The girls and I hopped in the truck this morning for a ride along with the farmer as he fed. I brought my camera along today because sitting in the house on these cold, drab days washing dishes, “catching up” on laundry (2 farm kids and a husband that is splattered with manure daily and I have the reel of “This is the song that never ends, it just goes on and on my friends” on replay in my head except it’s with laundry), and feeding hungry kids and a husband all at different times leaves this mama feeling a little uninspired sometimes. So, when I feel uninspired, I go out looking for inspiration. Granted, it’s a little more difficult with winter not being the most beautiful of seasons, but it always there if I’m looking. 🙂 Today, it came in the form of literally “looking.” Or maybe I should say “watching.”
The first stop on our feeding rounds is the heifers and the not-so-favorite bull.
This is Instinct. He’s two years old. Give him another year and he’ll be a muscled up, mature Jersey. Any bull is unpredictable. We always operate with caution no matter which breed of bull we’re dealing with, but Jerseys have a reputation for being extra ornery. Given half a chance, this dude will clean. your. clock. He’s a beautiful safety hazard. If Instinct were to tell you a little bit about his likes and dislikes, here’s what he would say:
“Hi, my name is Instinct, and I like my grain. Quickly empty it into the feed bunk and we’ll have no trouble here. Disclaimer: I may or may not bristle up, bellow, and paw the ground at you while you empty the feed. Depends on the day. Depends on my mood. Should you find yourself on the other side of this fence with me, my “instinct” to show you who’s boss around here will no doubt manifest itself. Drive that tractor through my field and I will exercise my right to headbutt the hay bales on the front end loader. Try…just try to put one of my lady friends in the squeeze chute and that mess of metal and I will throw down! Oh, and after I’m done with this grain, I will show you how creative I can be with feed bunk placement. I fancy metal art projects. I DON’T fancy people.”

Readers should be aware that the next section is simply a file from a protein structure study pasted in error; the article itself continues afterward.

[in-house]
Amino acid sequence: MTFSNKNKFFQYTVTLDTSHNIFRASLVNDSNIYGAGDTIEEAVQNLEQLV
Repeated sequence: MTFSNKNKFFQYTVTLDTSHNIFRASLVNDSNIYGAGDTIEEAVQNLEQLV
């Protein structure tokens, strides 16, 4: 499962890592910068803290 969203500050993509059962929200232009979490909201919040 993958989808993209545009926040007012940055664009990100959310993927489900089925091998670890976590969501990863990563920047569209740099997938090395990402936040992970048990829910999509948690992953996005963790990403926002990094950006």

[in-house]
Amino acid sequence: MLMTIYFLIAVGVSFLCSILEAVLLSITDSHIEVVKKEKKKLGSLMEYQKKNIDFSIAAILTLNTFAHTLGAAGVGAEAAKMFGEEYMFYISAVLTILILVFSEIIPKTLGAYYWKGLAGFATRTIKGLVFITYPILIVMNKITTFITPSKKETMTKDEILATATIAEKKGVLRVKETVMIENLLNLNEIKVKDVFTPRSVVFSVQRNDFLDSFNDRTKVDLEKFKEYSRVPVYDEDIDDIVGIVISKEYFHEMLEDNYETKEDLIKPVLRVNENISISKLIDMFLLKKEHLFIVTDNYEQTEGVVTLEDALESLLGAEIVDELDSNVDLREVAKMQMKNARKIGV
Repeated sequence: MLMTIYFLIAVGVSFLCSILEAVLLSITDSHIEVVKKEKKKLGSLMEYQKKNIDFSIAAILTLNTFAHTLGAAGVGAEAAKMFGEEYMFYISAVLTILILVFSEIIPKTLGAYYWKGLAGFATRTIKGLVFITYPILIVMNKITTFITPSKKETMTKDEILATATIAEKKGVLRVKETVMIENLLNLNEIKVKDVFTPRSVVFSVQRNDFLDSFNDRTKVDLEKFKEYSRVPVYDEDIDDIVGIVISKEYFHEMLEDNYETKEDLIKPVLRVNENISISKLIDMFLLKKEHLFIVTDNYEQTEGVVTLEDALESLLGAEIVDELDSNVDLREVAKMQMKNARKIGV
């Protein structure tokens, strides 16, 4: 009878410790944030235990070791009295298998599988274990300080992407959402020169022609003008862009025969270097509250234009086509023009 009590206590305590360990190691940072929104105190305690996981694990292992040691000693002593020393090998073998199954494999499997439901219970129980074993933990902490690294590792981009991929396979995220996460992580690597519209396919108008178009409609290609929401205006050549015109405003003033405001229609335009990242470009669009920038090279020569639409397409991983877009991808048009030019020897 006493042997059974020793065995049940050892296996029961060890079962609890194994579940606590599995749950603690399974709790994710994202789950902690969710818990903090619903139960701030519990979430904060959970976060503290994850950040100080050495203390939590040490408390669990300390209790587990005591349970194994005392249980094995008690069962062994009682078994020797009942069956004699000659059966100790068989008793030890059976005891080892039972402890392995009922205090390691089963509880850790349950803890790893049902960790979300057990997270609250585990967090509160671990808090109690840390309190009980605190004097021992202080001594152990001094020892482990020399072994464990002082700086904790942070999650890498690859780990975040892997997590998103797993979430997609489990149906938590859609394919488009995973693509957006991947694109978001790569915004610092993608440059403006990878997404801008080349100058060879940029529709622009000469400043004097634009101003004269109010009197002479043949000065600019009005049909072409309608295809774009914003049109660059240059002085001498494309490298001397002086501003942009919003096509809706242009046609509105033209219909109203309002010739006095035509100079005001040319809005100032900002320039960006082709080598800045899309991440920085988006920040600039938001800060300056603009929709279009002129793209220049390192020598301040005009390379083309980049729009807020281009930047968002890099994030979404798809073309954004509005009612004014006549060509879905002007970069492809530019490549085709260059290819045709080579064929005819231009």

We caution anyone that comes to the farm: Watch out for Instinct.
Shortly after, we drove through my dad’s pasture to check his beef cows.
Lot’s of new babies are being born and, that being said, you really have to watch out for little black blobs in tall grass.
We scoured the ground while driving through the field so as not to run over a calf and look what we found!
One must always watch out for hidden calves.
And then one must always watch out for mamas.
It goes back to that whole “cleaning your clock” idea. Jerseys are so used to being messed with and their natures are usually docile and gentle. Beef cows, on the other hand, can make for some entertaining stories every once in a while. For example, the farmer got chased back into his truck yesterday after trying to find out the gender of a new calf. His truck barely got out unscathed. Dents in farm trucks are a common occurrence. That mama apparently wants her calf’s gender to remain a secret. (SO wish I had been there and seen that!)
The last thing that we always have to watch out for are these two. They might be little girls, but they are FEARLESS. No concept of danger = turning Daddy into a nervous wreck, sometimes. But, neither one of us would trade raising them in the country on a farm. Teaching them to watch out for things…and for each other…will come.